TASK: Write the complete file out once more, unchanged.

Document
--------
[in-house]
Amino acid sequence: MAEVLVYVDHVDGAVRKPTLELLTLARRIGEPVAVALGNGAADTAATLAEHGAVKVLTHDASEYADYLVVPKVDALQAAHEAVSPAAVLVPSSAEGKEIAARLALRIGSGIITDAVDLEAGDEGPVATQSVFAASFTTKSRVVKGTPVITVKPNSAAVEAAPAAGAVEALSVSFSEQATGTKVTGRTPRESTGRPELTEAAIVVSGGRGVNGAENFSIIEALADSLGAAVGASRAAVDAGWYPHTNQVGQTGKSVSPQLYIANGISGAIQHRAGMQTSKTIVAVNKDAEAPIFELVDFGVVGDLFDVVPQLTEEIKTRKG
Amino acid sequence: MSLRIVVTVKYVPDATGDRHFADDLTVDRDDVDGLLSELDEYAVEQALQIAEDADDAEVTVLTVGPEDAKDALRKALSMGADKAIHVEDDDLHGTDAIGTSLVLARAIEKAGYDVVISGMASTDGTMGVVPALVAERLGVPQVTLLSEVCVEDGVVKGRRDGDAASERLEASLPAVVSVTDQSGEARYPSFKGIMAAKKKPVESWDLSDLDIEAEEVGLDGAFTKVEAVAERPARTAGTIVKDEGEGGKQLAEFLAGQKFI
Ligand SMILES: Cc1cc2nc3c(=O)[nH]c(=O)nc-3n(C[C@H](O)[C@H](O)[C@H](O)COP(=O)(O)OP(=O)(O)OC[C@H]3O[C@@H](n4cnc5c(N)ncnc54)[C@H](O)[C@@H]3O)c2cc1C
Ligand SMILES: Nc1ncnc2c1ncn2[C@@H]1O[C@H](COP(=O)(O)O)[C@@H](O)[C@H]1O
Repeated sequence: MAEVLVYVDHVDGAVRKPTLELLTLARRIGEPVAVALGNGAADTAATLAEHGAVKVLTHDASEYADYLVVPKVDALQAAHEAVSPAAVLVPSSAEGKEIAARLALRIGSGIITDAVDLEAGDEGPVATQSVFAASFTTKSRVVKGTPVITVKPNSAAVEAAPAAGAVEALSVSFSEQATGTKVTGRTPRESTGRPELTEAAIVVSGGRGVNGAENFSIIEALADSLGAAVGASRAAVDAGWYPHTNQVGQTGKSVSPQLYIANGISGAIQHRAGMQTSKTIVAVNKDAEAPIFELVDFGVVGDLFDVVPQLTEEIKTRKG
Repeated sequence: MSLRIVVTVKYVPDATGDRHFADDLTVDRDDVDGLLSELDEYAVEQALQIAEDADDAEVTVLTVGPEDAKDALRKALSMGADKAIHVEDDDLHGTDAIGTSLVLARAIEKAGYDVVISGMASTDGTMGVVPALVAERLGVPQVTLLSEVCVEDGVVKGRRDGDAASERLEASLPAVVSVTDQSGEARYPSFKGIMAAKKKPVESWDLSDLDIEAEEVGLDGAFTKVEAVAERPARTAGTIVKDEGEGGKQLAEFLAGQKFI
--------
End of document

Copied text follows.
[in-house]
Amino acid sequence: MAEVLVYVDHVDGAVRKPTLELLTLARRIGEPVAVALGNGAADTAATLAEHGAVKVLTHDASEYADYLVVPKVDALQAAHEAVSPAAVLVPSSAEGKEIAARLALRIGSGIITDAVDLEAGDEGPVATQSVFAASFTTKSRVVKGTPVITVKPNSAAVEAAPAAGAVEALSVSFSEQATGTKVTGRTPRESTGRPELTEAAIVVSGGRGVNGAENFSIIEALADSLGAAVGASRAAVDAGWYPHTNQVGQTGKSVSPQLYIANGISGAIQHRAGMQTSKTIVAVNKDAEAPIFELVDFGVVGDLFDVVPQLTEEIKTRKG
Amino acid sequence: MSLRIVVTVKYVPDATGDRHFADDLTVDRDDVDGLLSELDEYAVEQALQIAEDADDAEVTVLTVGPEDAKDALRKALSMGADKAIHVEDDDLHGTDAIGTSLVLARAIEKAGYDVVISGMASTDGTMGVVPALVAERLGVPQVTLLSEVCVEDGVVKGRRDGDAASERLEASLPAVVSVTDQSGEARYPSFKGIMAAKKKPVESWDLSDLDIEAEEVGLDGAFTKVEAVAERPARTAGTIVKDEGEGGKQLAEFLAGQKFI
Ligand SMILES: Cc1cc2nc3c(=O)[nH]c(=O)nc-3n(C[C@H](O)[C@H](O)[C@H](O)COP(=O)(O)OP(=O)(O)OC[C@H]3O[C@@H](n4cnc5c(N)ncnc54)[C@H](O)[C@@H]3O)c2cc1C
Ligand SMILES: Nc1ncnc2c1ncn2[C@@H]1O[C@H](COP(=O)(O)O)[C@@H](O)[C@H]1O
Repeated sequence: MAEVLVYVDHVDGAVRKPTLELLTLARRIGEPVAVALGNGAADTAATLAEHGAVKVLTHDASEYADYLVVPKVDALQAAHEAVSPAAVLVPSSAEGKEIAARLALRIGSGIITDAVDLEAGDEGPVATQSVFAASFTTKSRVVKGTPVITVKPNSAAVEAAPAAGAVEALSVSFSEQATGTKVTGRTPRESTGRPELTEAAIVVSGGRGVNGAENFSIIEALADSLGAAVGASRAAVDAGWYPHTNQVGQTGKSVSPQLYIANGISGAIQHRAGMQTSKTIVAVNKDAEAPIFELVDFGVVGDLFDVVPQLTEEIKTRKG
Repeated sequence: MSLRIVVTVKYVPDATGDRHFADDLTVDRDDVDGLLSELDEYAVEQALQIAEDADDAEVTVLTVGPEDAKDALRKALSMGADKAIHVEDDDLHGTDAIGTSLVLARAIEKAGYDVVISGMASTDGTMGVVPALVAERLGVPQVTLLSEVCVEDGVVKGRRDGDAASERLEASLPAVVSVTDQSGEARYPSFKGIMAAKKKPVESWDLSDLDIEAEEVGLDGAFTKVEAVAERPARTAGTIVKDEGEGGKQLAEFLAGQKFI